I have great sympathy for businesses and government agencies that have had to cut back their workforce during this pandemic. It’s tough when revenue has been depleted and you have so few customers that you just can’t operate normally.

Those who have been laid off know the pain and anxiety of “when will I get to work again” and even more so if they are forced to navigate Florida’s inept unemployment benefit system.

Still, all that said, I am really frustrated with all the phone calls to check online orders and to find answers to governmental problems and getting a recording that says: “Due to the recent pandemic we are not able to answer your call in person. Please go to our website ...” Or, a similar recording that basically says don’t bother to hold on, our staff has been decimated and we’re not going to answer the phone.

My frustrations, I found, are shared by many.

One of those most frustrated was a reader named Ernie Lijoi.

Ernie shared with me he’s “almost 80” and he got a parking ticket at the airport in Tampa back on Dec. 10, 2019. He felt it was unjustified and went to Pinellas County court to fight it.

He won.

The ticket was dismissed.

So, imagine his surprise when he went to register his car here in Charlotte County and was told he could not because he had an outstanding ticket.

He immediately began trying to reach someone to straighten things out. But he got the same runaround that so many get. “Sorry, because of the pandemic ...”

“I called the Pinellas County Clerk of Courts and a recording said ‘We have cut our workforce by 46% and we have 80 fewer employees to answer your call ... then they sent me to a website,” Ernie told me.

After many calls, he did get someone on the line who told him the notice the ticket was dismissed was sent to the Department of Motor Vehicles in Tallahassee.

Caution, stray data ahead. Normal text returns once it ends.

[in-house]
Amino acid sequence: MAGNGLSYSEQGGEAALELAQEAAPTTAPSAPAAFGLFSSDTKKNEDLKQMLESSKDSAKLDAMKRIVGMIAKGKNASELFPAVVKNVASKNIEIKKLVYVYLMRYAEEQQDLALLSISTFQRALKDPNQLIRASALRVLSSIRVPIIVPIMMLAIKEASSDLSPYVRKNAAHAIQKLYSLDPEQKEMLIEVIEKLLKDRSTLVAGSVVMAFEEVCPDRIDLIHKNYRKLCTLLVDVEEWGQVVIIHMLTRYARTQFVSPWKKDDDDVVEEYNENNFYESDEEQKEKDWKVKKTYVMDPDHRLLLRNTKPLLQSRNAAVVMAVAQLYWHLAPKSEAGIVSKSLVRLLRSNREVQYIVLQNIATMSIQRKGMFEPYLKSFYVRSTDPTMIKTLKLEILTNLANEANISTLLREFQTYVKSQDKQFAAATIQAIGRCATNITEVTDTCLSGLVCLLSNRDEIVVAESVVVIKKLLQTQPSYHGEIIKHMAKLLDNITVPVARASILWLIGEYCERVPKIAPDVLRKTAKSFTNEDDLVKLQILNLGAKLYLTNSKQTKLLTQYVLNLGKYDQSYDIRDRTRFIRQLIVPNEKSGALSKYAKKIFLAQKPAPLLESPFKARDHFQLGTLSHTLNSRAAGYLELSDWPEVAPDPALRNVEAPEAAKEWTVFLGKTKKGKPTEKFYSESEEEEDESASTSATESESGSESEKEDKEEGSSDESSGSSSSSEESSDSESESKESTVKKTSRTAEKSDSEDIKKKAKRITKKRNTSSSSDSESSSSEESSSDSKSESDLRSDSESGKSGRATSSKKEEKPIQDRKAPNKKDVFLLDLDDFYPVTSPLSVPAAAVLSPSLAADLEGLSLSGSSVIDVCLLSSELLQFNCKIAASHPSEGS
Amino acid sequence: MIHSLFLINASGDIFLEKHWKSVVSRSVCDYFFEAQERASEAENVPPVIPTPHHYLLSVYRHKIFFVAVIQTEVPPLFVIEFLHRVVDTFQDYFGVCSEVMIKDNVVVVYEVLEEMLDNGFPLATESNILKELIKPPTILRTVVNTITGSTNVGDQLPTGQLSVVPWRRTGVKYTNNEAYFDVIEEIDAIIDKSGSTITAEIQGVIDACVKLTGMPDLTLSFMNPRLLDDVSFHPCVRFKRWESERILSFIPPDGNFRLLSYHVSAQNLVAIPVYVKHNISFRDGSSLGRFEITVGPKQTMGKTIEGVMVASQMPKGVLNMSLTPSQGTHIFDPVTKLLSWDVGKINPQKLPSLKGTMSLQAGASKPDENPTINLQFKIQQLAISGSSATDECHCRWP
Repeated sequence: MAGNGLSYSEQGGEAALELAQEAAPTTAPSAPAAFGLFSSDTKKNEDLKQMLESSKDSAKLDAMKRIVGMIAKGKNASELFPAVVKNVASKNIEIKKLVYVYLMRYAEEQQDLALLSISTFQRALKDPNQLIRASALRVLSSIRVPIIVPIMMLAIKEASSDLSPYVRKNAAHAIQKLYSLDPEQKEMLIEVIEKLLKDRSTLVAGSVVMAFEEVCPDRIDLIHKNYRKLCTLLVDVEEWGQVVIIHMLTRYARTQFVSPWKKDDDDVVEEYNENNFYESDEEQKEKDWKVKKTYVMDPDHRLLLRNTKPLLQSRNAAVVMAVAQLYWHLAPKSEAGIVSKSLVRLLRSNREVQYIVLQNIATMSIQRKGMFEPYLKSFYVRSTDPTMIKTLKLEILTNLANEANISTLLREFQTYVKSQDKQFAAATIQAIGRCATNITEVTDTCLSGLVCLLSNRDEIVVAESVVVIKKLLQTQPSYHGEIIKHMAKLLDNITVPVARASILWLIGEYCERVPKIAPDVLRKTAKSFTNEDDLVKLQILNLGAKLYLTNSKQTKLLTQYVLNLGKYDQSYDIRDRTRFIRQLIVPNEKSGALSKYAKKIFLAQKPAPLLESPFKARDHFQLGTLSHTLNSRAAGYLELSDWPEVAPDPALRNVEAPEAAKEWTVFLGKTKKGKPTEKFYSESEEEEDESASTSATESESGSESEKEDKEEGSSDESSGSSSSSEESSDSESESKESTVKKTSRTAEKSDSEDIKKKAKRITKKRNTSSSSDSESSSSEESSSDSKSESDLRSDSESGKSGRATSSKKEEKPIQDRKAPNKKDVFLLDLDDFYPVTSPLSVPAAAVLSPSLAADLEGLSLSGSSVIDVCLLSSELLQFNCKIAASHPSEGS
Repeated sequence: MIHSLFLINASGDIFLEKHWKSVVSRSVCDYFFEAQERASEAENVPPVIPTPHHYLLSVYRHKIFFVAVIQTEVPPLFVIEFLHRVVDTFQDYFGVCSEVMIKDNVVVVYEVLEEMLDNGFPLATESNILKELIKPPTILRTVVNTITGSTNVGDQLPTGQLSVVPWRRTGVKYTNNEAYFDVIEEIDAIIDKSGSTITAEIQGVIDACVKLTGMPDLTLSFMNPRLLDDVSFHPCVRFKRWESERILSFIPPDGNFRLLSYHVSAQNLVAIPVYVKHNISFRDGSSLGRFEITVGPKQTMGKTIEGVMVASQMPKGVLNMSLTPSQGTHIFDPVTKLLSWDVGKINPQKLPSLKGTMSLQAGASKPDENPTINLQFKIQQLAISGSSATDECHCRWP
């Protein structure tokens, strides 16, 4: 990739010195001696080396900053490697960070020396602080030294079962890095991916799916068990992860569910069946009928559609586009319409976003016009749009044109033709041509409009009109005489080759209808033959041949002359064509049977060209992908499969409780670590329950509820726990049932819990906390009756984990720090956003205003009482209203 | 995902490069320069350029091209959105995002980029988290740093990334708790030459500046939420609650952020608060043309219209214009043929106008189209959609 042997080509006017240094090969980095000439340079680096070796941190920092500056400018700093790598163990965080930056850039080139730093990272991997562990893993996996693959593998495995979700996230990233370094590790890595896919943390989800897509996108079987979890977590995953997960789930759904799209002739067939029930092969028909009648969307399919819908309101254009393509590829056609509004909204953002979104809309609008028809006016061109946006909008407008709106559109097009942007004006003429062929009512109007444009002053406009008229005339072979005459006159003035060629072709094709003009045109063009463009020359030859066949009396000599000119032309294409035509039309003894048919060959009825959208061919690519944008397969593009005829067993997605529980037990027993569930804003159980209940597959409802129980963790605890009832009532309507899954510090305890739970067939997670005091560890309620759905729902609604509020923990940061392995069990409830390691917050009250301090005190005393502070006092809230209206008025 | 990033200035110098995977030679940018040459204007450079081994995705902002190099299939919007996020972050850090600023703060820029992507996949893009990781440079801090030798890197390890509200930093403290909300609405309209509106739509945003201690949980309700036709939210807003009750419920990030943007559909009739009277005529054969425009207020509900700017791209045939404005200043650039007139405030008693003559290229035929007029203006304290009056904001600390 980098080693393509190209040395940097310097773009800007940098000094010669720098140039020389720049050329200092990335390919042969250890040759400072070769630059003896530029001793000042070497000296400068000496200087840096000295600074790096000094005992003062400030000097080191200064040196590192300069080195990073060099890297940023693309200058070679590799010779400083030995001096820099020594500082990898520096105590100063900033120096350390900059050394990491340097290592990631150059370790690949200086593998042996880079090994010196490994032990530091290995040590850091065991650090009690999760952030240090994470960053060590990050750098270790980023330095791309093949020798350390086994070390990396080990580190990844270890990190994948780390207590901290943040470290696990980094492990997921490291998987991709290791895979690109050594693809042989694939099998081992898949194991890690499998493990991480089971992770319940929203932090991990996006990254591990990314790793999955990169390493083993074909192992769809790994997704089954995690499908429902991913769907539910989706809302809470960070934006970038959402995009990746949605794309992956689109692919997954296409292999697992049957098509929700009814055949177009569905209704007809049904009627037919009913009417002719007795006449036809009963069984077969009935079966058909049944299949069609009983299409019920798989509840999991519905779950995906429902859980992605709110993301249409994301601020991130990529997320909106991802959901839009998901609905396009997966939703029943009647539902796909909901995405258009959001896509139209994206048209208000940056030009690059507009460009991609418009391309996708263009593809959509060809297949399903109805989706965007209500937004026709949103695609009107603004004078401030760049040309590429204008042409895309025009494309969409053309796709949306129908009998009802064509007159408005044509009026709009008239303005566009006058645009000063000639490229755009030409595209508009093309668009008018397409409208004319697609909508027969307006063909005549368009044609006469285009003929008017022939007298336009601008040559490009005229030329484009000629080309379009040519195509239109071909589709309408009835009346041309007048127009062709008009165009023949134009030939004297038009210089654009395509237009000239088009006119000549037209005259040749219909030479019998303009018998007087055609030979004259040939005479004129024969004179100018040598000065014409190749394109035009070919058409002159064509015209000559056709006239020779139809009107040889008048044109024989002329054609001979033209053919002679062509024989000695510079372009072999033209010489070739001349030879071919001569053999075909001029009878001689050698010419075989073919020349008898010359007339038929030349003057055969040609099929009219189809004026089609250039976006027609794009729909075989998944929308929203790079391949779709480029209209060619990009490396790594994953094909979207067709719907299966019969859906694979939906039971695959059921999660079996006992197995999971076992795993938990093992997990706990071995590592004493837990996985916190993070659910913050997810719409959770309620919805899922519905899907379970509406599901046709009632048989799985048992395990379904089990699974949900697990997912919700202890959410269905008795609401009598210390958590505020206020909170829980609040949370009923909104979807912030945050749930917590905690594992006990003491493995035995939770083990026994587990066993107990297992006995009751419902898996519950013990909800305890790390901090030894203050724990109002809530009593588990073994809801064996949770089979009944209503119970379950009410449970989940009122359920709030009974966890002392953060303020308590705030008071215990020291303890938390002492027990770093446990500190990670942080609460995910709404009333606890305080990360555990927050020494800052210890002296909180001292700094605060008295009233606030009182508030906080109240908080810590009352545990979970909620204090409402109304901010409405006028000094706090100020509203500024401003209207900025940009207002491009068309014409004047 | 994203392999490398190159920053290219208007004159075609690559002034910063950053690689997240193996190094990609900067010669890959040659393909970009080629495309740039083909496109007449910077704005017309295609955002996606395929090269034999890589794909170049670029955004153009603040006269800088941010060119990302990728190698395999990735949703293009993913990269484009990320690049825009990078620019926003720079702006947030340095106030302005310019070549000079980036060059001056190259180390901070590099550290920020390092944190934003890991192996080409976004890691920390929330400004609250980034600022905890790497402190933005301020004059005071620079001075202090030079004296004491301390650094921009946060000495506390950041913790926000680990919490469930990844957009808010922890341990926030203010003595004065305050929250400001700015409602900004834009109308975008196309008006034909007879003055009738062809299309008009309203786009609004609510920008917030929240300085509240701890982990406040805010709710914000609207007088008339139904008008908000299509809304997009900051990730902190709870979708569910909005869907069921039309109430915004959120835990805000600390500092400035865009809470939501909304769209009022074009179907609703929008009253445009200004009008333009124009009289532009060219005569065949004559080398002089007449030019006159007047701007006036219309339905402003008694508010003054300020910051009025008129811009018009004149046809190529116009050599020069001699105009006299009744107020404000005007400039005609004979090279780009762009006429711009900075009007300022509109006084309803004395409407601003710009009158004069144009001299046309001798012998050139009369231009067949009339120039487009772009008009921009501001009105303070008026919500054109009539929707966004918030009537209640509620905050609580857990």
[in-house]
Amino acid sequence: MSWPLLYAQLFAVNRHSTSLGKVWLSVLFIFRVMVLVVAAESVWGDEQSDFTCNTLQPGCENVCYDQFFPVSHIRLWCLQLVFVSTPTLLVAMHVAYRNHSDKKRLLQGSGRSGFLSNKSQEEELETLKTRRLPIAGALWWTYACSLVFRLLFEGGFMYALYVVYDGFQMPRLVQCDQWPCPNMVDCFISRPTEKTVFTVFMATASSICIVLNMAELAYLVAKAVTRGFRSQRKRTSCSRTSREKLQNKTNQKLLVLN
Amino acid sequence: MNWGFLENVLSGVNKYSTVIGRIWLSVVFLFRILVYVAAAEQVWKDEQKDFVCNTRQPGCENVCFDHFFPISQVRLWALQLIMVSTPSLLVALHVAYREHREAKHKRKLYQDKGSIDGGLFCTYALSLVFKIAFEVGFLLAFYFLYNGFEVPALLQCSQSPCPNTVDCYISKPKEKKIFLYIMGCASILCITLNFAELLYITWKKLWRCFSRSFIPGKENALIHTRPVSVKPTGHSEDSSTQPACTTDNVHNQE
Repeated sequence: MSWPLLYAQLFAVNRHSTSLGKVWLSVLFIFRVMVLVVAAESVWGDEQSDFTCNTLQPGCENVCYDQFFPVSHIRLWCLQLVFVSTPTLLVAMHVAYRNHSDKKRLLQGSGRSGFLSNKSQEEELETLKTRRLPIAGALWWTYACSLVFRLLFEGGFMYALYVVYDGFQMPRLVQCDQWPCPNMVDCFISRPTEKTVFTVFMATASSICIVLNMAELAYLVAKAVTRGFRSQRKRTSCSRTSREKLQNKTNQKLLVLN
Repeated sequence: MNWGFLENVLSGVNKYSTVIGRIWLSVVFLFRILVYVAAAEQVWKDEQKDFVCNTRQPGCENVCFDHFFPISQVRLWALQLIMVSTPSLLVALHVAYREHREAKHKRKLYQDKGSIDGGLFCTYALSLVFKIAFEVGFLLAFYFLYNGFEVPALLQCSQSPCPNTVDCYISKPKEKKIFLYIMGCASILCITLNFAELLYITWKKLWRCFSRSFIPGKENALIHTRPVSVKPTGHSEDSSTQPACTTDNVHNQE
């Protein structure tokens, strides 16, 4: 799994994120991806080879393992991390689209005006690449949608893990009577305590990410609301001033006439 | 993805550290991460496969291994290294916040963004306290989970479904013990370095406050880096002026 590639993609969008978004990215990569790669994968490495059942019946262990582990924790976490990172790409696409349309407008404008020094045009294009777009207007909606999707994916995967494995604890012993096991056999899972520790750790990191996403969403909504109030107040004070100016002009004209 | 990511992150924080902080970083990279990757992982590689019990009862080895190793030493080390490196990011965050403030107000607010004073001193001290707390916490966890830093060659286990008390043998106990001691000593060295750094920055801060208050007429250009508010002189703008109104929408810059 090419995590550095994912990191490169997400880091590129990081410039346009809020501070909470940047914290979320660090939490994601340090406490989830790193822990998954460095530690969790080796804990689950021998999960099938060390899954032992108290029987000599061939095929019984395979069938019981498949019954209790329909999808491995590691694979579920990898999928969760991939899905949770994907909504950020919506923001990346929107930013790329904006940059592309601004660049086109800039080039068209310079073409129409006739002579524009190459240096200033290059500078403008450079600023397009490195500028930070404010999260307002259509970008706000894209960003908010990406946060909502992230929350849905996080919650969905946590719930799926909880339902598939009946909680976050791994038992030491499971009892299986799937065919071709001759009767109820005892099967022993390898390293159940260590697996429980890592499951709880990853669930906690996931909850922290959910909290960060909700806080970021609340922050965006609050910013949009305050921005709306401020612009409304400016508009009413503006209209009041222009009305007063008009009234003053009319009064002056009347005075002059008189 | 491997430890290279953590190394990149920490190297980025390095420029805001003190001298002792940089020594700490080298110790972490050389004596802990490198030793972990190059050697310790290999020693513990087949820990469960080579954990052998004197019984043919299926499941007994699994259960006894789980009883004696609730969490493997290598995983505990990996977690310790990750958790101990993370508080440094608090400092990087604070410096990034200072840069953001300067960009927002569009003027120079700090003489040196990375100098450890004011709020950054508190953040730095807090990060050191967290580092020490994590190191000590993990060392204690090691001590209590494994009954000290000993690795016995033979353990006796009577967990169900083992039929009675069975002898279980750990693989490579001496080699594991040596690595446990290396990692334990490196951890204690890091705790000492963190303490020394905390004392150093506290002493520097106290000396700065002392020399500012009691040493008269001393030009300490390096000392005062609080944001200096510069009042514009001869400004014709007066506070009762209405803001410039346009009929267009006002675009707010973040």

So, he called them.

No way he could get anyone on the phone. He was directed to another website.

Finally, he called the Sun. I just happened to answer the phone.

I felt bad for Ernie. I have been in the same situation before.

I said I would do what I could.

But I kept running into the same problems.

Calling Tallahassee is useless. They don’t even ask you to leave a message or hold on. They tell you all employees are busy. Go to the website. And then the call disconnects.

Ernie and I had the same thought — how many people does this happen to every day?

Ernie, who worked as an undercover detective with the FBI and DEA, probably had more success putting drug lords behind bars than he had getting a DMV person on the phone.

Finally, I called Rep. Michael Grant’s office. He had his legislative aide, Cynthia Beckett, call me to see what the problem was.

I don’t think Cynthia had time to do much, and I’m not sure any of the messages I left did any good. But, the next day Ernie called and said someone from Pinellas County had sent him a copy of the ticket’s dismissal and he was on his way to the DMV office in Port Charlotte to register his car.

He gave me credit that I don’t think I deserve.

But I’m glad it all worked out.

• • •

If you don’t see my column the next few weeks, chalk it up to the 2020 elections. As we prepare to make our recommendations and interview candidates — and I take a short vacation — I plan to take a break from the regular Monday column. I hope you miss me. I’ll be back after the dust settles — unless, of course, there is something I feel an urgent need to write about.


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